|UP action in Memphis|
|Large scale model of Sultana in the museum.|
|Thom Radice giving conductors their instructions|
Charlie's layout is set in a 75 by 35 foot loft above his large garage and guest house. It is a wonderful space for a large model railroad. His engines use DCC and sound. The layout includes two turntables with a unique mechanism based on a "Geneva Wheel" that allows for automatic indexing. They were designed and built by Charlie's brother Harold, a mechanical engineering whiz. Before dinner Harold took me for a tour of his machine shop. It was fully equipped with a multi head CNC mill and several other industrial grade lathes, brakes, and grinders.
|Charlie Curro poses by the O Scale Tennessee River bridge,|
one of two huge bridges on the layout.
In keeping with the family affair, Charlie's nephew, Will, painted the backdrops and his 90-year old mother built many of the smaller structures on the layout. Charlie Curro, a long time colleague of Charlie Taylor, built most of the big structures.
It was a delightful experience for me to operate on another ACW O scale railroad. Dave Schneider, owner of SMR trains, told me that we (Charlie Taylor and I) are the only two layouts he knows that actually operate his O scale engines.
|Harold's Geneva wheel|
|Some of Curro's structures|
After a genuine Memphis BBQ dinner, we had more talks back at the hotel.
|Diorama in Shiloh Museum|
|NS on the former M&C in Germantown, TN|
On Saturday, we went by bus to Shiloh Battlefield National Park. The park includes Corinth and Battery Robinette. Lee Millar, as a CSA Captain, lead the tour. First we stopped in Germantown to examine a 19th century boxcar hidden in a storage shed. Once at Shiloh, he gave many of us a chance to load and fire blanks with a musket, showed us the key points on the battlefield, and told a bunch of groan-inducing jokes, usually with a unreconstructed rebel theme.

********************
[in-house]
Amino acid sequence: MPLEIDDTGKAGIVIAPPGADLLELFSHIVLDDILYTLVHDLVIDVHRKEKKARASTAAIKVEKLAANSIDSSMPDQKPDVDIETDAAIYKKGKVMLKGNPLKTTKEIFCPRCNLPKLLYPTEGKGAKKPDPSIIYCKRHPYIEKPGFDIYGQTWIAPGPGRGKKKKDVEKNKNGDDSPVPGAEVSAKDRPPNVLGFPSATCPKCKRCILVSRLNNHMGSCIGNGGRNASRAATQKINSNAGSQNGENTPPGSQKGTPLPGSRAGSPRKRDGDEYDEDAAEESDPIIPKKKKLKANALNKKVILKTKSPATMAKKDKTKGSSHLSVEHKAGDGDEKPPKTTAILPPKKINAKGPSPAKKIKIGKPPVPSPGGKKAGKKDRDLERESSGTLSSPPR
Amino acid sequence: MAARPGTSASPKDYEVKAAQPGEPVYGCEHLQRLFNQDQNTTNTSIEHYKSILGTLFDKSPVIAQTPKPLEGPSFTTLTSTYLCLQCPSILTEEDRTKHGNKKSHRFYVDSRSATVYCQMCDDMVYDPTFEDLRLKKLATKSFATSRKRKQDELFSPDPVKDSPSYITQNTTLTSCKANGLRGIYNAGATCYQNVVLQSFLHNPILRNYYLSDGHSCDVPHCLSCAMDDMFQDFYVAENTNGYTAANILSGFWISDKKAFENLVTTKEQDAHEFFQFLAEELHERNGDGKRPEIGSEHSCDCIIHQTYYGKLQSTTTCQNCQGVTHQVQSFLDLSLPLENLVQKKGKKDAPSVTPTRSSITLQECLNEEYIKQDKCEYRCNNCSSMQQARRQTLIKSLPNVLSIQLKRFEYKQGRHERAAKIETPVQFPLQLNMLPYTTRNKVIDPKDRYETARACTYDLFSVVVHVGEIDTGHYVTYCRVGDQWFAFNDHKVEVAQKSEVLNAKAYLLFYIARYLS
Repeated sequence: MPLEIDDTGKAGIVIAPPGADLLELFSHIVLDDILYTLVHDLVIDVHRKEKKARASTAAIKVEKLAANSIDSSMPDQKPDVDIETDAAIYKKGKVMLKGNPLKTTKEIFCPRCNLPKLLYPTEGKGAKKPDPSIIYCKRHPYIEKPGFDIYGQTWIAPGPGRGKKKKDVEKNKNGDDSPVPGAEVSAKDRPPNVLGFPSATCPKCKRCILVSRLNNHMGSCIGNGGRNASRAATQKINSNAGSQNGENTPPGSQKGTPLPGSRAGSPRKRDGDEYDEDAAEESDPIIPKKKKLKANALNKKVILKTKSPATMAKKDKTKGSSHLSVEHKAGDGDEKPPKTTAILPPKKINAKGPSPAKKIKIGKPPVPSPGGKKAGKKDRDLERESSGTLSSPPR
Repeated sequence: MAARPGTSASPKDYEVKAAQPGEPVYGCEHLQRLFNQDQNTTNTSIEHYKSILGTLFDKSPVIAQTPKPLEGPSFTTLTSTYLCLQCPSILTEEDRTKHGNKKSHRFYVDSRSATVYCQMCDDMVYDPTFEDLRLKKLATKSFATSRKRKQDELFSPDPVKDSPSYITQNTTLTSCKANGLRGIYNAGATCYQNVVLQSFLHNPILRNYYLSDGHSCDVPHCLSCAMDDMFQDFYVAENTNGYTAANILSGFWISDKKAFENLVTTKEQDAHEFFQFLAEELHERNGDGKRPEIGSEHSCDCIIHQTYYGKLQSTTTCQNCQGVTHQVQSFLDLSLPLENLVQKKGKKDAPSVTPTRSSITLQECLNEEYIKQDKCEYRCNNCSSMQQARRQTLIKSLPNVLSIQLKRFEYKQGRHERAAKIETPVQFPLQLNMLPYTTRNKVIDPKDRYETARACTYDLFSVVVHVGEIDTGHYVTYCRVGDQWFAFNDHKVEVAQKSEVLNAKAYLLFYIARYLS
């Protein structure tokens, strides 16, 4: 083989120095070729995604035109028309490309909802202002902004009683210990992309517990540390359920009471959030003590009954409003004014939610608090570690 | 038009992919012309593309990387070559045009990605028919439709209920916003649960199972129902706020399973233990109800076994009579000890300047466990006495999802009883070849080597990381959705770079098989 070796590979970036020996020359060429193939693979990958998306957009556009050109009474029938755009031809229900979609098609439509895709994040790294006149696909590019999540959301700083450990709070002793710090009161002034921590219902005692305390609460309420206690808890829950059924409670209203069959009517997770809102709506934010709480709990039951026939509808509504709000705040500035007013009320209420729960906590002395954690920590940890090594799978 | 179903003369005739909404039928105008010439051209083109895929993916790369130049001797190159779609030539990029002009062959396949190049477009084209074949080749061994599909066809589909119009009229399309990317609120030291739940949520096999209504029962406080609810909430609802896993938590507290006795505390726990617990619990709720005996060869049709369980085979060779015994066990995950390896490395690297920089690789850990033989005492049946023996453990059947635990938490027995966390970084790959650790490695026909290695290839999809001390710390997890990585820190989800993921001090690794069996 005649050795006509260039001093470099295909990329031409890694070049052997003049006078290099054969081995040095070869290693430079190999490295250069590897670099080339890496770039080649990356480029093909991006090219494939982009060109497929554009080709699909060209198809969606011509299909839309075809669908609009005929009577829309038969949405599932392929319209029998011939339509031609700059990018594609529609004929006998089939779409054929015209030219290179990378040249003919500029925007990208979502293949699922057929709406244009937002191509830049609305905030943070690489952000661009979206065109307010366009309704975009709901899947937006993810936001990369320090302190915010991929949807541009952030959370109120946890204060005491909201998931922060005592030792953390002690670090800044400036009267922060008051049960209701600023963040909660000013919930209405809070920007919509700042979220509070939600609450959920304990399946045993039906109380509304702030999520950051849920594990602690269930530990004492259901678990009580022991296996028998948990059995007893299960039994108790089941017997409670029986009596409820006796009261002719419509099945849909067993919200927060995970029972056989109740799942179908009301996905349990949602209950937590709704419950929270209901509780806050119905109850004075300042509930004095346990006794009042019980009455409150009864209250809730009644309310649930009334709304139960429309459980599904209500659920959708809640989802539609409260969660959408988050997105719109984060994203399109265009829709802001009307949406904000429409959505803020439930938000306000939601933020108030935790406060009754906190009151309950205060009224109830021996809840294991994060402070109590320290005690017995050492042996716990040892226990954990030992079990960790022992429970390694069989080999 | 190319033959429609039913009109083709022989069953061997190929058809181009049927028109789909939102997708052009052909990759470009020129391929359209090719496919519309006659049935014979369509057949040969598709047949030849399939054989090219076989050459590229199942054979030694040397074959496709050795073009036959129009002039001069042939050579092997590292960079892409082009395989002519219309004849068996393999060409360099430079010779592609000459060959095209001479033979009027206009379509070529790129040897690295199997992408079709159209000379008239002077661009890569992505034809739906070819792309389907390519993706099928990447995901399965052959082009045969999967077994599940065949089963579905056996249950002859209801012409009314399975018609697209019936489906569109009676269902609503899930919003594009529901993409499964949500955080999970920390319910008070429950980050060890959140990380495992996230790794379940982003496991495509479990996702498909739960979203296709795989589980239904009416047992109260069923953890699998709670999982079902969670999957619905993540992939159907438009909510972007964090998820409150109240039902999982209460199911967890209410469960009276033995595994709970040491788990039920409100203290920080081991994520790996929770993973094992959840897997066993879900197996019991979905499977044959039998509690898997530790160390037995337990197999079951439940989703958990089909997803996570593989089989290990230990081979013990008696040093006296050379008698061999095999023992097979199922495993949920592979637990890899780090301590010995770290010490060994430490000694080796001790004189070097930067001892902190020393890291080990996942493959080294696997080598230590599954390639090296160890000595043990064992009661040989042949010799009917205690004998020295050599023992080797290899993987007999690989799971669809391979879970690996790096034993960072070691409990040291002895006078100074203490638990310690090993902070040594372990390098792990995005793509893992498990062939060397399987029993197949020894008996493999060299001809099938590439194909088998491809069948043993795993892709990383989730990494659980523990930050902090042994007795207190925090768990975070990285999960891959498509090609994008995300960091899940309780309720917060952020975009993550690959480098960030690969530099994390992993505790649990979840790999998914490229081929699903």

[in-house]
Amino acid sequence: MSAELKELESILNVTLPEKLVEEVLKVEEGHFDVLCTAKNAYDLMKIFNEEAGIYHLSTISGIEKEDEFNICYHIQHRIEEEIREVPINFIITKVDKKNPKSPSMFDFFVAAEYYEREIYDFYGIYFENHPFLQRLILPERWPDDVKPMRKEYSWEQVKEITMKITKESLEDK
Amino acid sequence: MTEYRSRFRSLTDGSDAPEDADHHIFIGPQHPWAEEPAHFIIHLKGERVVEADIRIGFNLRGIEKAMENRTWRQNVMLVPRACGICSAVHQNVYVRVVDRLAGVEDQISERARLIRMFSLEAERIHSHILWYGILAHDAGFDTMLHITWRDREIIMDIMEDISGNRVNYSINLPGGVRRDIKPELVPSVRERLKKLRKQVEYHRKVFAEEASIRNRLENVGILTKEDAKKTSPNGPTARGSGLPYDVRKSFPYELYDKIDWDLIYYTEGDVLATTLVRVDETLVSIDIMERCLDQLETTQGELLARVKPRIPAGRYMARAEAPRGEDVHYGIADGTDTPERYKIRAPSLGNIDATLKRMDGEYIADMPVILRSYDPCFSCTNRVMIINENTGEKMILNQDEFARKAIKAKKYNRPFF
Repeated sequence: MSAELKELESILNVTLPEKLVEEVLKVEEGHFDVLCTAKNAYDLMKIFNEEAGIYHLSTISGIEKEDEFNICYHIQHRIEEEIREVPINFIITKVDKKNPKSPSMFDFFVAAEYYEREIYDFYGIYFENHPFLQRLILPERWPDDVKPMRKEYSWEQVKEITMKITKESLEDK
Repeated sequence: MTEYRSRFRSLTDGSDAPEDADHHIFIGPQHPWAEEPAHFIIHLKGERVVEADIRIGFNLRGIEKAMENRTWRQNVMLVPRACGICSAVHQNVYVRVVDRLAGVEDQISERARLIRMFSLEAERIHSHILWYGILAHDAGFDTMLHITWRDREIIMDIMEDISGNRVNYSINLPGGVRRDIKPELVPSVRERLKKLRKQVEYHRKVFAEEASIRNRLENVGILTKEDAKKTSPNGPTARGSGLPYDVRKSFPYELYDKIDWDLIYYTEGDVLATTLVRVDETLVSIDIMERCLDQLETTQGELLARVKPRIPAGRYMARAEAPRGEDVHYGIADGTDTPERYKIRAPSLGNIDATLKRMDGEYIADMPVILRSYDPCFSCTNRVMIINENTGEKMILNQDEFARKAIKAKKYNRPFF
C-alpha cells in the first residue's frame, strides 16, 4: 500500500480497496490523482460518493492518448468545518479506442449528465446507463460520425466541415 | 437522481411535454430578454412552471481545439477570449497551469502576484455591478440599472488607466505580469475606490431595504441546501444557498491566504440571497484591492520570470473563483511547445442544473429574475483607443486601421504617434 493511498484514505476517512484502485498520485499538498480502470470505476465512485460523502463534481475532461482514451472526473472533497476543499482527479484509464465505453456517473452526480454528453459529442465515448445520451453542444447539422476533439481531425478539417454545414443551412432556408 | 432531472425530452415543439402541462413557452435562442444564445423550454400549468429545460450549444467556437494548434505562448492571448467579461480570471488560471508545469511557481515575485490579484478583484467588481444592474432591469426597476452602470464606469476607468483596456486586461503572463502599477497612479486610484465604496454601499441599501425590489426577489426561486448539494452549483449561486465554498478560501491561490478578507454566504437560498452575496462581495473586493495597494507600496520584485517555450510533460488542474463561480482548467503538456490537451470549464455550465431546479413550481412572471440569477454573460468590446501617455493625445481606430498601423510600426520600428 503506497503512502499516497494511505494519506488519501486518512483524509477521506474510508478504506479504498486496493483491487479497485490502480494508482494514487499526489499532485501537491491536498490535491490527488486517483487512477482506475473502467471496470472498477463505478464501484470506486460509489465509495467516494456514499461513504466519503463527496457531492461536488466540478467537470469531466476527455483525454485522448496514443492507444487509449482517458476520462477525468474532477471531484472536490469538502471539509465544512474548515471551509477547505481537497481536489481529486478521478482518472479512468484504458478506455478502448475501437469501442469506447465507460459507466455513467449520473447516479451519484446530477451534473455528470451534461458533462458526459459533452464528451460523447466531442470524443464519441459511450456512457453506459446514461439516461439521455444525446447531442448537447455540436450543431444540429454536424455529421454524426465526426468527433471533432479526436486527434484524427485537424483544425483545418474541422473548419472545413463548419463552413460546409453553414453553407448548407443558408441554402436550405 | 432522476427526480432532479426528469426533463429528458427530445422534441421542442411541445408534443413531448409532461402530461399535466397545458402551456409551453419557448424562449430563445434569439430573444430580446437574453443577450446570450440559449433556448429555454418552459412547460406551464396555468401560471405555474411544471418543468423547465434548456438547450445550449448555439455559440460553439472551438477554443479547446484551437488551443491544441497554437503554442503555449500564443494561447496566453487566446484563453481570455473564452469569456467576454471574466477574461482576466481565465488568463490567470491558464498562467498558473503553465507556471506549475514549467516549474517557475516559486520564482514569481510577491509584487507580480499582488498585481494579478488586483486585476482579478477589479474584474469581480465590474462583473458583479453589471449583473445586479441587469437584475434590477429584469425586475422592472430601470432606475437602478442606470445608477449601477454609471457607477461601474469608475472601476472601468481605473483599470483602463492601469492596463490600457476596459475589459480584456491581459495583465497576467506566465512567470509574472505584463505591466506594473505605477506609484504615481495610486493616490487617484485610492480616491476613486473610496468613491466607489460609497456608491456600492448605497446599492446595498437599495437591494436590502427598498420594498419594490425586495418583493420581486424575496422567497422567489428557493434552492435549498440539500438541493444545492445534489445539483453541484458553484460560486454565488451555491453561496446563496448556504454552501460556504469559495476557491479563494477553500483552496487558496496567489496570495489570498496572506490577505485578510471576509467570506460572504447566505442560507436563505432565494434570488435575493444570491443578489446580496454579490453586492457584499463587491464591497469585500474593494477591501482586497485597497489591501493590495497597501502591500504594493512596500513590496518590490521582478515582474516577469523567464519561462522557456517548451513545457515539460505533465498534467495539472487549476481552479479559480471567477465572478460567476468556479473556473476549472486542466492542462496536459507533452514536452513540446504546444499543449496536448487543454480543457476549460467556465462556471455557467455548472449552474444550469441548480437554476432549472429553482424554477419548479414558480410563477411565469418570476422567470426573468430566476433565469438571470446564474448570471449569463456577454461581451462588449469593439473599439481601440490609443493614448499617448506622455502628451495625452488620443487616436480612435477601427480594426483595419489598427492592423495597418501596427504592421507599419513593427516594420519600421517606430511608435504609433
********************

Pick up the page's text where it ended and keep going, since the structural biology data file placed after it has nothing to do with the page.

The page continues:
|Thom Radice fires the musket|
Overall the battlefield is well preserved and undeveloped. The woods were allegedly not as thick then as they are now, but the open fields are very similar to the way they were in 1862.
The crossing at Corinth was interesting, even if all the ACW era stuff is mostly gone except for the location of the tracks. The crossing diamond uses an continuous track for the Norfolk Southern east-west line. The north-south line has guard rails as the wheels have to "jump" the East-west rails- at slow speed I imagine.
|KCS loco on display in Corinth|
|Unusual diamond crossing|
This was one of the best ACW meets that I have attended (I haven't been to all of them). I am looking forward to next year. Martinsburg-Harpers Ferry and Antietam might be a possible location. Maybe with a new TTRAK module and hosting an op session on the Aquia Line.
From Nortraks website. One-Way Low-Speed diamond frogs are used in their namesake diamonds, often referred to as OWLS diamonds. These types of frogs are analogous to lift frogs in turnouts: the higher-trafficked line crosses the diamond on a normal rail surface in tread-bearing mode, and the lower-trafficked line crosses over the higher-trafficked line in flange-bearing mode. Because there is no flangeway gap to cross on the higher-trafficked line, vehicles using this line can cross the diamonds at the maximum speed allowed by the track design. Because the lower-trafficked line is in a situation where gauge restraint is reduced and because it has to cross over the flangeway gap for the higher-trafficked line, vehicles using this line are limited to speeds at or below 10 miles per hour. OWLS diamonds are commonly used where a rail line with very little traffic operating at low speed crosses a rail line with considerably more traffic operating at higher speeds.